It’s just Blush
Published 10:30 am Monday, March 26, 2018
As a millennial, I’ve read my fair share of stereotypes about my generation.
Most researchers define millennials as those who were born between the years 1980 and 1996, and let me tell you, we’ve been blamed for just about everything. We’ve been called lazy, narcissistic, handout-hungry entitled children, credited with such things as killing the napkin industry and bars of soap. Yes, that’s just as ridiculous as it sounds.
We’re not all selfie stick-wielding, Apple Watch-wearing maniacs, but one thing the “Me” generation has laid claim to needs to end – the color millennial pink.
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Millennial pink, or blush, as it’s been known for centuries, is the stuff of Instagram-fueled nightmares. The term was first introduced by New York Magazine, and now it’s everywhere. People are painting their bathroom ceilings with it. They’re wearing it. One girl even bought some all-natural vegan-friendly hair dye and put it all over her dog. Imagine, poor Scruffy running around looking like the hipster mascot for Pepto-Bismol.
The madness must end.
Don’t get me wrong, I love the color blush. It’s one of my wedding colors, and a staple in my springtime wardrobe. However, Bridezilla will take out the first person who says I’m having a millennial pink wedding. No one has time for that nonsense.
Some say it’s a direct link to the millennial’s affection for childhood nostalgia, like unicorns, candy and cartoons, or an aversion to the markers of adulthood, like having a desk job or filing taxes. I can see these points, as many millennials are in a transitive period in their lives and aren’t acclimating to adulthood as well as they’d hoped.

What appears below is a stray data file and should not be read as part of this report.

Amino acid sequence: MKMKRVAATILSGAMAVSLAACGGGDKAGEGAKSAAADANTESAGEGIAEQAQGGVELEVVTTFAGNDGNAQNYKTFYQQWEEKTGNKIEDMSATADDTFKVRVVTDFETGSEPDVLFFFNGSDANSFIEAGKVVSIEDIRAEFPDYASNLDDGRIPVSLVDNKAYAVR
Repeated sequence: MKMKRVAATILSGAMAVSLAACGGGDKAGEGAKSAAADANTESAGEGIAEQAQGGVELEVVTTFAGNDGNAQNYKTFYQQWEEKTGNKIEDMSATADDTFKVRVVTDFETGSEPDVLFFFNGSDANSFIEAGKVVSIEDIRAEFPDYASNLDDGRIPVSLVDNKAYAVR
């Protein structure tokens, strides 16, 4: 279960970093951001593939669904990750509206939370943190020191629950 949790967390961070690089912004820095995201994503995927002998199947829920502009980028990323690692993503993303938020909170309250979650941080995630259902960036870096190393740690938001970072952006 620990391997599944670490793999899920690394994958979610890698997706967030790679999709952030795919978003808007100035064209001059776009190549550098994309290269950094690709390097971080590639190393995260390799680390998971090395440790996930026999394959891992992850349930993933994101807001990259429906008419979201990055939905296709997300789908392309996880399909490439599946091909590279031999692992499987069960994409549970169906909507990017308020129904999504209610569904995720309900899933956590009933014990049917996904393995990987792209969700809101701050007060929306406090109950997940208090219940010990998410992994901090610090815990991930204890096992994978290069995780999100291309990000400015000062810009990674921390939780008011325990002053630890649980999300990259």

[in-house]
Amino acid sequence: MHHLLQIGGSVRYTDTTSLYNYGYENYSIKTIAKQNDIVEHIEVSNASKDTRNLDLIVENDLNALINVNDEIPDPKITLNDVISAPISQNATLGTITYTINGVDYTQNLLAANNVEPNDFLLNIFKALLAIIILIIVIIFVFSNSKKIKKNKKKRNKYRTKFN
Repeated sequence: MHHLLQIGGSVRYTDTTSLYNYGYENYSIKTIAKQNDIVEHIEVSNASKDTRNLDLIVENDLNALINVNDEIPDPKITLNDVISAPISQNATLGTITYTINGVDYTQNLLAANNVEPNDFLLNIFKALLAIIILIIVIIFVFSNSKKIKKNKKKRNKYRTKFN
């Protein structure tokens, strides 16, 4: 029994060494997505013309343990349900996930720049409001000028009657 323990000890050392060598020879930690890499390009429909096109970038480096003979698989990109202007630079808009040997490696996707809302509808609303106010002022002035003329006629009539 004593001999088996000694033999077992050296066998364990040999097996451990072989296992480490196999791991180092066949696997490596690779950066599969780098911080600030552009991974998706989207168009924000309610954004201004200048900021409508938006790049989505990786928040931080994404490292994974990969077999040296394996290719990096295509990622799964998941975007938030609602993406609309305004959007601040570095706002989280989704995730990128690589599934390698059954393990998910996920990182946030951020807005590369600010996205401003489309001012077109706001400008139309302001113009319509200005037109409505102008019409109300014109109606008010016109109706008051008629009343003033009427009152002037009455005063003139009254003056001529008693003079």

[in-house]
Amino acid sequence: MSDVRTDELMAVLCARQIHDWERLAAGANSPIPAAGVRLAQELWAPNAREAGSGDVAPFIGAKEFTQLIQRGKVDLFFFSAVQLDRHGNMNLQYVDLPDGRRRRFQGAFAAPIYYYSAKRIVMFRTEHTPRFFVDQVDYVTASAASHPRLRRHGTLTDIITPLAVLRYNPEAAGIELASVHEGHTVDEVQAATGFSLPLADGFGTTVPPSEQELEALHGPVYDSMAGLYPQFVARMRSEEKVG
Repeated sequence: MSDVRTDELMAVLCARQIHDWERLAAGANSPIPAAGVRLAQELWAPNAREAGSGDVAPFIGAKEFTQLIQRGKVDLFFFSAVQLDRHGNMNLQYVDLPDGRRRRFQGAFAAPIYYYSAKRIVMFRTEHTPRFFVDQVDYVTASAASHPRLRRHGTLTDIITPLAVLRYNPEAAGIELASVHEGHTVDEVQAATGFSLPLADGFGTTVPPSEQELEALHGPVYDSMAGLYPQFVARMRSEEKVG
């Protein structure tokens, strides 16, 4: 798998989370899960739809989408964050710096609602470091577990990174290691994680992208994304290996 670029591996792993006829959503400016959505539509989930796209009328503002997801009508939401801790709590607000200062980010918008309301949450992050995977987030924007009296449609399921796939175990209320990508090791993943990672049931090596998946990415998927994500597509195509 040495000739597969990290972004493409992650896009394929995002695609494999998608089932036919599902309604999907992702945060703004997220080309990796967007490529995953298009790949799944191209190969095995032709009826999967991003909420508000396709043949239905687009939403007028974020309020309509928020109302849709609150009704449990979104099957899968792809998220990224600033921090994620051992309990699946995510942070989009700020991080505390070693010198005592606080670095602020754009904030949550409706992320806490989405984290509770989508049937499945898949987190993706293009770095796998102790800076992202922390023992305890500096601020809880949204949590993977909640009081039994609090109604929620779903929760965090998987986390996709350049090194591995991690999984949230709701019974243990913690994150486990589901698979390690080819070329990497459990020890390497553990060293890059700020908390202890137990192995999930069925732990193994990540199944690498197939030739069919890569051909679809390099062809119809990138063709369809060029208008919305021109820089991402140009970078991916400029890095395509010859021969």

Surrounding themselves with a comforting color might be a mood-booster or a distraction from reality. That’s fine, but in no way does it give them a right to lay claim to an entire color on behalf of the rest of their generation.
The only comparison that comes to mind is, the concept of millennial pink is this generation’s equivalent of those garish avocado countertops of the 1970s. Avocado green was just fine when regulated to a shag carpet or your second cousin LouAnn’s caftan, but plastering it across an entire room, where people have to eat, begs the question, why? Also, who hurt you?
It doesn’t look like we’ll be getting a break from this scourge any time soon. A quick online search of the phrase will result in a slough of articles explaining what it is, why it won’t go away, and why you should embrace it.
I, on the other hand, am content to huddle in the corner waiting for people to move on to the next craze, whether it’s “Gen X Beige” or “Baby Boomer Blue.”
The only thing worse than millennial pink is someone who refuses to accept the truth – it’s just blush.